One thing that I will mention here is that I had a relative who was a Major General attached to Wright Pat when the Roswell thing went down. This is the base that the supposed Alien bodies were brought to. He was at the time in charge of a Scientific unit at the base. I asked him many years ago if he knew about the rumor. He said he did and that to his knowledge nothing of the sort ever came to that base. Take that for what it is worth. I will say that he had a very high security clearance. One more interesting thing about him is that he also participated in the Nuremberg Trials as a younger officer. He was a West Pointer. Was moved over to the USAAF during WWII and went on to the USAF in 1947. He was a pilot, P-51s. One of my TTR buddies reminds me of him a little, this relative once buzzed his mothers house in NEW YORK CITY. He was a great guy. He has passed now but he was alive well after 9/11. Here is something he said to me after 9/11. Mark its been two days now how come Afghanistan still exists! Every so often he would call and mention the time since 9/11 and ask the same question. He lived to see something happen there but he felt it was way to little to late! He passed at the age of 95 and is buried at Arlington. Sharp as a tack to the end!

Now for one of the characters I worked with. I will not use his real name. Derek was by far the most exciting of the bunch. I remember a trip I took with him in a Government owned vehicle, GOV, up North as we called it. One of only two trips where I got to drive up instead of fly. The trip up was uneventful if you could call a high speed run uneventful. Derek was the driver ALWAYS he insisted and who am I to argue at being a passenger. Its a long drive. Anyway the speedometer was not much use for him. To put it simply the mile markers were going by every thirty seconds! Yes I know it was wrong but we were young and fearless let alone the abuse of a GOV. Needless to say he had an ulterior motive for this. He wanted to make it before dinner, it was surf and turf night. We arrived on time for his dinner of choice and unscathed. This was just a parts run of sorts for the A-7's there and to bring some other items back to Nellis. It was an overnighter of course.

On the return trip Derek wanted to take a Short Cut. Now you must understand there are no shortcuts across CLASSIFIED RANGE. Our security badges allowed us to access only certain parts of the the Test Range. But Derek new better and proceeded to drive where we were NOT SUPPOSED to be. He said it would cut many miles off our trip back. I said maybe not if we get stopped and they check our badges. He was not phased by my words one bit. So here we were about to Trespass on areas of classified Range and he was excited. As we went along suddenly a sign read area such and such badges only. I looked at my badge and it was not there. Here we go. I will not be able to describe where we were or what we saw but I can tell you this, I was keeping an eye on the sky for a very good reason! After what seemed FOREVER a new sign proclaimed we were leaving that area and we were in the clear. Thank you Lord!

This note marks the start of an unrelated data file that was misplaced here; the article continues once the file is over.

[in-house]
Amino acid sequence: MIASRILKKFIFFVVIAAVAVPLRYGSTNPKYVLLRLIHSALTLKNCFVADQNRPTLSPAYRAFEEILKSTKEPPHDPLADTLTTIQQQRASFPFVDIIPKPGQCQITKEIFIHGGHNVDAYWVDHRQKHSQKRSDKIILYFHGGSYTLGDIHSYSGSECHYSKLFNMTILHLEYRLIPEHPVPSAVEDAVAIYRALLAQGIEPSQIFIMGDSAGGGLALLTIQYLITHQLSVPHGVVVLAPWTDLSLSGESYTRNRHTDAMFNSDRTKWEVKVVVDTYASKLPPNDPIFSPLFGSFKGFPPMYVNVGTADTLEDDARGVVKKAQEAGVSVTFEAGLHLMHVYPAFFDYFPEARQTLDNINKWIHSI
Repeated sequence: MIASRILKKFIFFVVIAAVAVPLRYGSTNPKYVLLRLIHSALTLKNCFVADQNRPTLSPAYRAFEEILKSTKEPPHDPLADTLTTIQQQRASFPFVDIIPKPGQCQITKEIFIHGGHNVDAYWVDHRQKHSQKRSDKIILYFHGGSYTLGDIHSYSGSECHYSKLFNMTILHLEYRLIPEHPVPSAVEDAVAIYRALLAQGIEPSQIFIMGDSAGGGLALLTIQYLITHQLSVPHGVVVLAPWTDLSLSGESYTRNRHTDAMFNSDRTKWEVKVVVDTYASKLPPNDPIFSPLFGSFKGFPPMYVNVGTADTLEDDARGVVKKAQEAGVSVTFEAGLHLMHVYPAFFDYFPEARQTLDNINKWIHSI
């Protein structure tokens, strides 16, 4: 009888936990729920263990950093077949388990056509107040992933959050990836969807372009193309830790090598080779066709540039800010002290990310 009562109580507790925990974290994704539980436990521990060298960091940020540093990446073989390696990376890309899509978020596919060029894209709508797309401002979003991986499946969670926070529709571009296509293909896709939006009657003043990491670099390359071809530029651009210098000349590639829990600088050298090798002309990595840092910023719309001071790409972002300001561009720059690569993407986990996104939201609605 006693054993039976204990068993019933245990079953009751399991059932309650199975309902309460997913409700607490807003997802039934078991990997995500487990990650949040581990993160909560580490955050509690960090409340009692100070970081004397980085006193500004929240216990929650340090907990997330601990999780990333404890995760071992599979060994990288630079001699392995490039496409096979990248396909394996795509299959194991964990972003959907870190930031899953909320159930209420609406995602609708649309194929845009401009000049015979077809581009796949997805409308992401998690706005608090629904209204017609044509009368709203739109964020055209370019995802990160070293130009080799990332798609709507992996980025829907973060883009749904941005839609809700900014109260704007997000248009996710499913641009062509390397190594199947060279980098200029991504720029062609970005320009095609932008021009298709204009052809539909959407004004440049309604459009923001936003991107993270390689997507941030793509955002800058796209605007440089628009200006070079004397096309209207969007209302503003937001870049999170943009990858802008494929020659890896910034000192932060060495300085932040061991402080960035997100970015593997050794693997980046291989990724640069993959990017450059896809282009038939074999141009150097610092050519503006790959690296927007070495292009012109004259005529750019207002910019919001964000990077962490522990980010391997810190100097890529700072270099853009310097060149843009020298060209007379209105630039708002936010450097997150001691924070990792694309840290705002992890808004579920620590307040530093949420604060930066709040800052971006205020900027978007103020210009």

Now the fun was not over and now I got to play a little. I am sure you are all aware that Nevada has what is called the EXTRATERRESTIAL Highway. Well we ended up coming out on that road. Now Speed racer had a new game he wanted to play. At the speeds mentioned before. He had brought along many very small steel juice cans, you know the ones you see in the markets with pineapple juice in them they are about 3" high and about 1/1/2" in DIA. perfect for the palm of the hand. He called them juice grenades and we had all flavors, prune, apple, pineapple you name it. Now these were full cans. His idea was to try and hit things with them as he drove. I was the launcher and he would toss a few too. Well I am not very good at hitting things at the speed he was going so I never made contact with any targets. The idea was sound but we had no way of judging when to release. I have to admit it was kind of a rush trying to hit billboards and the such. None of his lobs by him made it either. I bet somewhere out there there are many burst juice cans along the south bound lane of that highway. We did not stop in Rachel NV we blew by like a flying saucer. Made the trip back in record time, for who I do not know but it was fast.

Years later I saw Derek back in Vegas at a Reunion of sorts. He had flown in under his own power. He had a PILOTS license now, a REAL one and had rented an aircraft. He wanted me to go up with him. I declined for obvious reasons.

Well I will stop for now. More later. Thanks for reading Mark

Well I will end here and get more to you later. For now its enough.